Signal, a privacy-positive messaging platform, has claimed that Facebook banned them from showing ads that exposed how much data Facebook collected on its users.
In a blog post entitled “The Instagram Ads Facebook Won’t Show You”, Signal claimed that Facebook banned them from their ad platform for the series of ads they planned to run that exposed hyper-specific data Facebook and Instagram collected on its users.
"The ad would simply display some of the information collected about the viewer which the advertising platform uses. Facebook was not into that idea," said the company in the blog post.
Alex Kantrowitz, the founder of the newsletter Big Technology, shared a response from Facebook spokesperson Joe Osborne, who dismissed the claim as a “stunt by Signal”.
Signal quickly countered Facebook’s response, sharing screenshots that asserted that they did in fact try to run the ads.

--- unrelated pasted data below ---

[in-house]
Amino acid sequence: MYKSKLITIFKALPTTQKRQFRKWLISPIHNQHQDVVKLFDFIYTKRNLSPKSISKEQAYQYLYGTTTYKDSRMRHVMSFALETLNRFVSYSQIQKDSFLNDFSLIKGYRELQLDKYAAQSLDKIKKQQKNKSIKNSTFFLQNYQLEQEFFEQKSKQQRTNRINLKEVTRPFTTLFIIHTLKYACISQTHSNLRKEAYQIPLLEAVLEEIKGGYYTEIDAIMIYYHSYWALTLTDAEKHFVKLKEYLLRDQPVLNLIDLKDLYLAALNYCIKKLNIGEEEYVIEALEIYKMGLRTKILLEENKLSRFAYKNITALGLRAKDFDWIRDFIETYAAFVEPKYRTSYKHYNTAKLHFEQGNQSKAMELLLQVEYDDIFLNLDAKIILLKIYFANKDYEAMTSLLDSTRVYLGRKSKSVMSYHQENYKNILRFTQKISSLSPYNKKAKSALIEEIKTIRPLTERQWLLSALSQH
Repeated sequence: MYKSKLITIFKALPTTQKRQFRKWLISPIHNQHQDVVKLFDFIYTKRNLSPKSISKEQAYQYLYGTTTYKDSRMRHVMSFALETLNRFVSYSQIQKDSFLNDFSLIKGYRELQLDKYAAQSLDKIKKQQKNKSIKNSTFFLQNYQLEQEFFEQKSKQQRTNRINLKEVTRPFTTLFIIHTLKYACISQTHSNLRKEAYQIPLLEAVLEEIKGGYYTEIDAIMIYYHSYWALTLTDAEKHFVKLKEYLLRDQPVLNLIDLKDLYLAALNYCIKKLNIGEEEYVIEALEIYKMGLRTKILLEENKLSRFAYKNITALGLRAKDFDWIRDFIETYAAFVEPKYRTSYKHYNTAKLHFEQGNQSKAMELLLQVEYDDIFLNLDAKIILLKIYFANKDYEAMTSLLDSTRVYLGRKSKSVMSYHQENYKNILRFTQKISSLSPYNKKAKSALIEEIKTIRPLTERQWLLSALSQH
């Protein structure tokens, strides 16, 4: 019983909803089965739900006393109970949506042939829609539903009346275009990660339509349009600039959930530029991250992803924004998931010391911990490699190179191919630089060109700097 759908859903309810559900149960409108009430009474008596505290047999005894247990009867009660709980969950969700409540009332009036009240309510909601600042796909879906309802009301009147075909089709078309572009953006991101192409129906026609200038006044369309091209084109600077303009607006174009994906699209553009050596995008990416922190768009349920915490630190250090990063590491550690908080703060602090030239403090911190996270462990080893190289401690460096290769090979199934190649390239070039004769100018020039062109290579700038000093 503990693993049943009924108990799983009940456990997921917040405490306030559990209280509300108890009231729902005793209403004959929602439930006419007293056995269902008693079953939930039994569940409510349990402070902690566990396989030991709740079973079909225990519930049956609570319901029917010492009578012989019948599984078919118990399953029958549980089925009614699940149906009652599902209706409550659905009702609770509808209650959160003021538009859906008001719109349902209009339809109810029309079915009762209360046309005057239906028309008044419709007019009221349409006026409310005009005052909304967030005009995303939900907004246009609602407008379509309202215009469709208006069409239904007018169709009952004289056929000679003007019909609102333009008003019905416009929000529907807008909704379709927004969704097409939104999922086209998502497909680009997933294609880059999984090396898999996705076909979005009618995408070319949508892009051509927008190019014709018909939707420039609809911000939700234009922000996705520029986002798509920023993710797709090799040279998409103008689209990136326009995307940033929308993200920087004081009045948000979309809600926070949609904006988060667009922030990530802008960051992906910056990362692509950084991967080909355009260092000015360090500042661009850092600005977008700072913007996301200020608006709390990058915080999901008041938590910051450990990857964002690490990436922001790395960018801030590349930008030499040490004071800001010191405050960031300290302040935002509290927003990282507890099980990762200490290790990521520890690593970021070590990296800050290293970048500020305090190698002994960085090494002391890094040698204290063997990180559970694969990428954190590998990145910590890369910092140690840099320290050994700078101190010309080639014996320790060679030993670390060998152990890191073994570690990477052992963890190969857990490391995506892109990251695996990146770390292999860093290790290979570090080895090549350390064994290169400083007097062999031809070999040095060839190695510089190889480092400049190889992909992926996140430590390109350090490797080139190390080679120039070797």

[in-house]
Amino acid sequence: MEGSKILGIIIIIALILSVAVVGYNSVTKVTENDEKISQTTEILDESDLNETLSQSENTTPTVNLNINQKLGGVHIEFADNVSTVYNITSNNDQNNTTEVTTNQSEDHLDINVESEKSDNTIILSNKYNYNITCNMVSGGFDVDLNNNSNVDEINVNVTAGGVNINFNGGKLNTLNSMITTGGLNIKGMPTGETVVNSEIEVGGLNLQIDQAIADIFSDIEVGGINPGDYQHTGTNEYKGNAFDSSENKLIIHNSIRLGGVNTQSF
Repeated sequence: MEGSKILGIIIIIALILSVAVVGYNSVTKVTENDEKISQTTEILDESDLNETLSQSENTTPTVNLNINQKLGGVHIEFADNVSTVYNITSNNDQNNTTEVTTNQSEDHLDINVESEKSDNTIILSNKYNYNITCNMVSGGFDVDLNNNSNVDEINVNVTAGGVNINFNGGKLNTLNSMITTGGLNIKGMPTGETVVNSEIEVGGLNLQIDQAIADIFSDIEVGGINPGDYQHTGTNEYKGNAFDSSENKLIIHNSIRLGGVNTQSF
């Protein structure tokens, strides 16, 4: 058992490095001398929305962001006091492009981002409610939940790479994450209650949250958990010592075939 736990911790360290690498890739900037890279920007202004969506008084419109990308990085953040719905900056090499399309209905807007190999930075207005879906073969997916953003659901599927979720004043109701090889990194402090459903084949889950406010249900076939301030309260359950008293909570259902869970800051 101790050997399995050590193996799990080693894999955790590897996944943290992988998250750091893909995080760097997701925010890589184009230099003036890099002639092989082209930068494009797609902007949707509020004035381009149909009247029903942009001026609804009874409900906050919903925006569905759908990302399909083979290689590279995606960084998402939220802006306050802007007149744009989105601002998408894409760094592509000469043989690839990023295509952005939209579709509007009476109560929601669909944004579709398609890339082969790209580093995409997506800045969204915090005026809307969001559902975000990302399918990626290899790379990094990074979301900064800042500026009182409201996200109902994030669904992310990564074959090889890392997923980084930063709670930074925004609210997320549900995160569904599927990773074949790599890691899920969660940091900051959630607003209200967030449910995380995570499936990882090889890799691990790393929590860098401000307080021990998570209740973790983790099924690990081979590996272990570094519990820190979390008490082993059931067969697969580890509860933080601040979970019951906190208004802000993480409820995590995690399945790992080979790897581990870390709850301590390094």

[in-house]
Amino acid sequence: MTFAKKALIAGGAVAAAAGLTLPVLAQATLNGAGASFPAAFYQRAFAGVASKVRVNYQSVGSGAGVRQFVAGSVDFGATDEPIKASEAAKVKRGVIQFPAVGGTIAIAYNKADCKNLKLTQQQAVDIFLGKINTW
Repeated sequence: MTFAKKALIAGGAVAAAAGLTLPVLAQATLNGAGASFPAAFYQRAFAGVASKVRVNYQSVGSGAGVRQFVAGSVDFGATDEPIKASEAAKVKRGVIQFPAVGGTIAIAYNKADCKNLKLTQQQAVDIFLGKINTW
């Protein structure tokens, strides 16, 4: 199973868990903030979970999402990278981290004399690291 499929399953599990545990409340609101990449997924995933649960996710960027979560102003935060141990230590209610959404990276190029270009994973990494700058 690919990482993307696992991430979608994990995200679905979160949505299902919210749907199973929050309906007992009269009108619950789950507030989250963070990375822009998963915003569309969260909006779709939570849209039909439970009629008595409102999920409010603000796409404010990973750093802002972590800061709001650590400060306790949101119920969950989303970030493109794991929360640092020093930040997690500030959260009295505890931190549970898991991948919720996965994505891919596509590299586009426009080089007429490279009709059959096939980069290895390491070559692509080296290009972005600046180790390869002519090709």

Facebook countered the claim again, saying the screenshots were not recent.
"These screenshots are from early March, when the ad account was briefly disabled for a few days due to an unrelated payments issue," Osborne tweeted.
"The ads themselves were never rejected as they were never set by Signal to run," he added.
Kantrowitz, along with many netizens, came to the conclusion that they needed more conclusive proof from Signal to back up its claims.
Facebook has had a previous history of questionable user data handling. The company made headlines after several media reports emerged alleging that a data-mining firm called Cambridge Analytica acquired private data harvested from more than 50 million Facebook users to support Donald Trump's 2016 presidential election campaign.
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